The day life ends on Earth

By Pierre Barthélémy

Posted on April 12, 2021 at 6:30 p.m. – Updated on April 13, 2021 at 6:20 a.m.

Let’s face it, the news from planet Earth is hardly encouraging: a pandemic still not under control that will kill millions of people, a global warming that we are slow to fight while it turns ecosystems upside down and weakens entire populations, an accelerated erosion of biodiversity… Yet, with hindsight, it can be said without cynicism that, despite all this, life will continue, even if we eradicate ourselves in a thermonuclear Armageddon.

Life will continue as it did after each of the five great extinctions that have punctuated the last 500 million years and each time wiped out more than three quarters of species. Yes, life, stubborn, ingenious, resilient, will continue … Until the day when the physico-chemical conditions on the surface of our globe will force it to surrender.

An eschatological story, the description of the long journey towards this day of hell or nothingness, is what contains an article published in early March in Nature Geoscience and signed by the Japanese Kazumi Ozaki (Toho University, Funabashi) and the American Christopher Reinhard (Georgia Institute of Technology).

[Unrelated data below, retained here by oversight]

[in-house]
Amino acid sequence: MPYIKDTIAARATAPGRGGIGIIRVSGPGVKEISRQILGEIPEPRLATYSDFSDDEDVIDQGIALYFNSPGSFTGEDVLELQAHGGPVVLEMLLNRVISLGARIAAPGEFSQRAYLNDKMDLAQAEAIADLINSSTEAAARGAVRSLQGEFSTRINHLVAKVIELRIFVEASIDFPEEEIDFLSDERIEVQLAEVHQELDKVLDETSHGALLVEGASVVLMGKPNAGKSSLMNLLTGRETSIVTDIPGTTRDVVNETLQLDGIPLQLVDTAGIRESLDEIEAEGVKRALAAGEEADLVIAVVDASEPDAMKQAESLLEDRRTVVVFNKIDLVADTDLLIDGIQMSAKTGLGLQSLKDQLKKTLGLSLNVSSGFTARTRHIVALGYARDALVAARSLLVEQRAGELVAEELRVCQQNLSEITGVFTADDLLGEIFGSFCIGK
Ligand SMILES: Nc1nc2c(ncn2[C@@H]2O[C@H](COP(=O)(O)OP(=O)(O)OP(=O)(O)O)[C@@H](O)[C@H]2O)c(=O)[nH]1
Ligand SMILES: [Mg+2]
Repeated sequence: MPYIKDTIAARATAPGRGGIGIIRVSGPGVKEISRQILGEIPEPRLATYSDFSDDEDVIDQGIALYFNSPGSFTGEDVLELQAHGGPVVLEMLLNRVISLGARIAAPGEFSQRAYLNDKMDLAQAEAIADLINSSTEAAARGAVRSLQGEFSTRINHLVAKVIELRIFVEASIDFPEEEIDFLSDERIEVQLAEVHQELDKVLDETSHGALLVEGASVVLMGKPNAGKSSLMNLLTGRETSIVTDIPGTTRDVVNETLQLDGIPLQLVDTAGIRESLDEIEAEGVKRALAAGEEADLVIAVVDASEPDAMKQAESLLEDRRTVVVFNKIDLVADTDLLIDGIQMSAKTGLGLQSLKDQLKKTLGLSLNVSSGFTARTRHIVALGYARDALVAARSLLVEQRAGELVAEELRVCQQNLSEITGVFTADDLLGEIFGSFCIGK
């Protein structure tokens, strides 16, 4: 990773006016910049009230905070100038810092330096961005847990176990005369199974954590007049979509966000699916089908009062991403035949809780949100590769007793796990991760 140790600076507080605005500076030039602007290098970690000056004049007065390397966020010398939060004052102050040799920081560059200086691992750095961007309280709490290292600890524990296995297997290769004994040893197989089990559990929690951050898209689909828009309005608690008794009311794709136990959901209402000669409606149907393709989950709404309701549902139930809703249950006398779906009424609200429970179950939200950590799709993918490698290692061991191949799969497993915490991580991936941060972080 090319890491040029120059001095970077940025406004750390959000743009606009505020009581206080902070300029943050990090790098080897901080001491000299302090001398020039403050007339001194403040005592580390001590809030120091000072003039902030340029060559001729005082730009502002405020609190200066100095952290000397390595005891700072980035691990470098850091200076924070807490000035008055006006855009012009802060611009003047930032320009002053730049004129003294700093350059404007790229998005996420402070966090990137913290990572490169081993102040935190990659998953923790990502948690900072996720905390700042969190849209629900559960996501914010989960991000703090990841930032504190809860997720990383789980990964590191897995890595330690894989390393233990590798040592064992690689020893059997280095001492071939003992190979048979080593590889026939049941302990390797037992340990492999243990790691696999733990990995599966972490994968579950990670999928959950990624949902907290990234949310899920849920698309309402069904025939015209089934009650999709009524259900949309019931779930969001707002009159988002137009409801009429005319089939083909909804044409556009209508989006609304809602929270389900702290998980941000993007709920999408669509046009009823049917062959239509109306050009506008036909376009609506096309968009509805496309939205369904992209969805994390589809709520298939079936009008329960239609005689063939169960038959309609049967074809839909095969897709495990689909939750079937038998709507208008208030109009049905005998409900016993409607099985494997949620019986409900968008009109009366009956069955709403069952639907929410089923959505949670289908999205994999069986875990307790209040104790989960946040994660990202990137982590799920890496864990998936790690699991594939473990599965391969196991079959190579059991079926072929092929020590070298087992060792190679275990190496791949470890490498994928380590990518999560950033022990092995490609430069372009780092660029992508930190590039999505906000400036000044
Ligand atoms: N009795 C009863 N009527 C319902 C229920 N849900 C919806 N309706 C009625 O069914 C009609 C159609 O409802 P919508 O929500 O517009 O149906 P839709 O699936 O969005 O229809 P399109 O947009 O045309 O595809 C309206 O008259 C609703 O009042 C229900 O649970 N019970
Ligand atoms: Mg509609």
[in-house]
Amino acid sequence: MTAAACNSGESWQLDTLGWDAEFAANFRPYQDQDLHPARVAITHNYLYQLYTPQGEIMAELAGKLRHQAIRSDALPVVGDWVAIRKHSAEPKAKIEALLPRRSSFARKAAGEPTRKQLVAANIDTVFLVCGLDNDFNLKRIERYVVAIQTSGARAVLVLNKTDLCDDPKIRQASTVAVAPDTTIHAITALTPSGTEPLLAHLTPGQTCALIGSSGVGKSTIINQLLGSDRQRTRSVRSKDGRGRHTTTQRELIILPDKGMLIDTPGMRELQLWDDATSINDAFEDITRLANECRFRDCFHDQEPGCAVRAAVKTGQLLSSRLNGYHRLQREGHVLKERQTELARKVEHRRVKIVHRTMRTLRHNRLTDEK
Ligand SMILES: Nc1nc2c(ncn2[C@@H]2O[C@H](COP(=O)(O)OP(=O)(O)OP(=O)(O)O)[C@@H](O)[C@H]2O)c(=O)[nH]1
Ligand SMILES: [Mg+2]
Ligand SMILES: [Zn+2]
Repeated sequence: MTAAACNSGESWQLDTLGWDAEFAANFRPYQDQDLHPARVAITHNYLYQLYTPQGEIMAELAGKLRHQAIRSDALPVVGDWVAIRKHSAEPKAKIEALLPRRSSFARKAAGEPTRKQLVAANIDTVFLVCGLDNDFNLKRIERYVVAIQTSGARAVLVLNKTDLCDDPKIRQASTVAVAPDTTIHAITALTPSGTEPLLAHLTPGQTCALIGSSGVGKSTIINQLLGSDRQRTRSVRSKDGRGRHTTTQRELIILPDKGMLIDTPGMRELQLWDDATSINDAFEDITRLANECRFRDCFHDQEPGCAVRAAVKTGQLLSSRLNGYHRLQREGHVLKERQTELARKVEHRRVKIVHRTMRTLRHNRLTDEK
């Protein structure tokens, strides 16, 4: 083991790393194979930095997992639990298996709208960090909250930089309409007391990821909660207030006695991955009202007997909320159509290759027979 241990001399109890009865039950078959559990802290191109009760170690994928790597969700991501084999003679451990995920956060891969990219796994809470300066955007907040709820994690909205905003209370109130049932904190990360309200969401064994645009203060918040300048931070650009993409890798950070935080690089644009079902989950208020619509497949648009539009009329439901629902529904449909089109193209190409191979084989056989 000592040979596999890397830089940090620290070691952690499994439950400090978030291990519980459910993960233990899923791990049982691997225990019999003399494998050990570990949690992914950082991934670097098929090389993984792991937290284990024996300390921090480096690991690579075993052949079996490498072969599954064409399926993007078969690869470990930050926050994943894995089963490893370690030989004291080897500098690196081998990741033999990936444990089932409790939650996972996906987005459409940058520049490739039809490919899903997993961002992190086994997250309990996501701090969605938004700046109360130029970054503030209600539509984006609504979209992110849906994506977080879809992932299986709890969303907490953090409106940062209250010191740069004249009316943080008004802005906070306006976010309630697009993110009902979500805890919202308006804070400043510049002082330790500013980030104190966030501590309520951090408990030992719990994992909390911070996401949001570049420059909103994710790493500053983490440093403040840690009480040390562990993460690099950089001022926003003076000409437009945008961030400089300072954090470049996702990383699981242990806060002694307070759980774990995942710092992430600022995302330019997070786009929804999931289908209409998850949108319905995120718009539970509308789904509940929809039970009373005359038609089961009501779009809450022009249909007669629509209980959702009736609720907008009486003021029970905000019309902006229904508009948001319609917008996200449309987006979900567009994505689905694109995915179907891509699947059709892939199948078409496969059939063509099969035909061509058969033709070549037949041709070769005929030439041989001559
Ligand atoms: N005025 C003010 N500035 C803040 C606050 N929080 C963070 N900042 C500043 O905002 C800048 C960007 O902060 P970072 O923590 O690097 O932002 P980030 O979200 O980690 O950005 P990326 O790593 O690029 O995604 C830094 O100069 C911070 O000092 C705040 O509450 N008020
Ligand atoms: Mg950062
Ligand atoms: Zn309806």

It examines the evolution of the presence of oxygen in the atmosphere. This molecule has not always been present on Earth: “At the beginning of our planet’s history, the atmosphere was very rich in CO2, recalls Benjamin Charnay, researcher at the CNRS, specialist in the atmosphere of the primitive Earth and that of exoplanets. It’s in this oxygen-free environment that life originated just over 3.8 billion years ago as single-celled organisms, some of which were expected to produce methane. “

The “snowball” effect of oxygen

“Oxygenic photosynthesis appeared between 3 billion and 2.7 billion years, continues Benjamin Charnay. It uses light to form biomass from carbon dioxide and it is a much more efficient mechanism for this than that of methanogenic organisms. ” As we learn in college, photosynthesis allows the beings who use it to capture the carbon atom of CO2 and release the oxygen we breathe.

“Atmospheric oxygen is a product of biology, underlines Purificacion Lopez-Garcia, research director at CNRS and specialist in microbial evolution. It was first produced by cyanobacteria and all current oxygenic photosynthesis derives from them. Chloroplasts, organelles responsible for photosynthesis in plants, are the derivatives of these ancient bacteria. ” During a process called endosymbiosis, algae and plants have somehow ingested and integrated cyanobacteria to join their services.

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The day life ends on Earth

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